The Atlantic

The Rap War in Calabasas

Kanye West’s ugly feud with Drake touches on important topics—but it mostly started as neighborhood drama.
Source: Allison Joyce / Reuters

The feud between Kanye West and Drake, reignited by an Epic of Gilgamesh–length stream of tweets from West on Thursday night that Drake has not yet publicly responded to, involves violence and illness, race and family, music and capitalism. It started, though, with swimming. “Since the pool line he’s been trying to poke at me and fuck with me,” West tweeted, likely referring to these Drake lyrics from 2016: “Now I got a house in L.A., now I got a bigger pool than Ye / And look man, Ye’s pool is nice, mine’s just bigger’s what I’m saying.”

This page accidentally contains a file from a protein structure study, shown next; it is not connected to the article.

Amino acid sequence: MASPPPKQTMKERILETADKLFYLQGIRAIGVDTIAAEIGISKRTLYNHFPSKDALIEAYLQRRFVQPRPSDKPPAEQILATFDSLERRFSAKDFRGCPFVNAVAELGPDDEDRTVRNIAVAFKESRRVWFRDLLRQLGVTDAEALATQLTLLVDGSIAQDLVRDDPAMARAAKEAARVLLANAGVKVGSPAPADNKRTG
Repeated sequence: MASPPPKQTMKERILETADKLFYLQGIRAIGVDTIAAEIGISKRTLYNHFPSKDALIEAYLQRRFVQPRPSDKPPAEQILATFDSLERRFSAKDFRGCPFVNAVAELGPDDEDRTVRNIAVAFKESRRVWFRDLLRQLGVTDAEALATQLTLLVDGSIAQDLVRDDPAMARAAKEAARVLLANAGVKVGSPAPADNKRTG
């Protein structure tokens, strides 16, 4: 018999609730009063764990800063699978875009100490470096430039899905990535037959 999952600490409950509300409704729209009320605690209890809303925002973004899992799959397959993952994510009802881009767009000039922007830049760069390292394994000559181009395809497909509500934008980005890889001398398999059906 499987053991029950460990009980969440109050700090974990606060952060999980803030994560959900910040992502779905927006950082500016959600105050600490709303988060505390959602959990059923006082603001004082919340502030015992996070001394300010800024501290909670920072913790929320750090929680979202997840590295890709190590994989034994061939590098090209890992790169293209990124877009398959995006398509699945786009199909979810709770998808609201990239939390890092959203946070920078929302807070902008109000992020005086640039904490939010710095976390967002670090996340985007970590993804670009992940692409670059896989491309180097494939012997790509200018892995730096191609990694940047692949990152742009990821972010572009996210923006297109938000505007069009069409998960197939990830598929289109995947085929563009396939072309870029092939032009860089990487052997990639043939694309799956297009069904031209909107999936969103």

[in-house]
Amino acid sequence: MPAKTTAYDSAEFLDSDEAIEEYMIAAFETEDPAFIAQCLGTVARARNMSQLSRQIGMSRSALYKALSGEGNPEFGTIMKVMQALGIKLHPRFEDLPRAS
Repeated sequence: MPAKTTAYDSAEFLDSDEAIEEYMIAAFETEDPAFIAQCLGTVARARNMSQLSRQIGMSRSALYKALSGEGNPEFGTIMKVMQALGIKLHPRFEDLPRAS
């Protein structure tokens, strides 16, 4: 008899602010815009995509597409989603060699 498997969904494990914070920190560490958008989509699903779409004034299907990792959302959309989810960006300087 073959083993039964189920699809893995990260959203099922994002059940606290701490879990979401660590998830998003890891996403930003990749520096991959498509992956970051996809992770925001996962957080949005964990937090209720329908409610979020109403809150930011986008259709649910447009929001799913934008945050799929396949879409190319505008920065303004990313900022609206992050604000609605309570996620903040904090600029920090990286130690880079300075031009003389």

Was that not just a conversation. As is way too often the case, a dispute between rich people takes on grander dimensions because of how cannily those people have made their personal life a public concern—one that not only entertains, but that also purports to have social significance.

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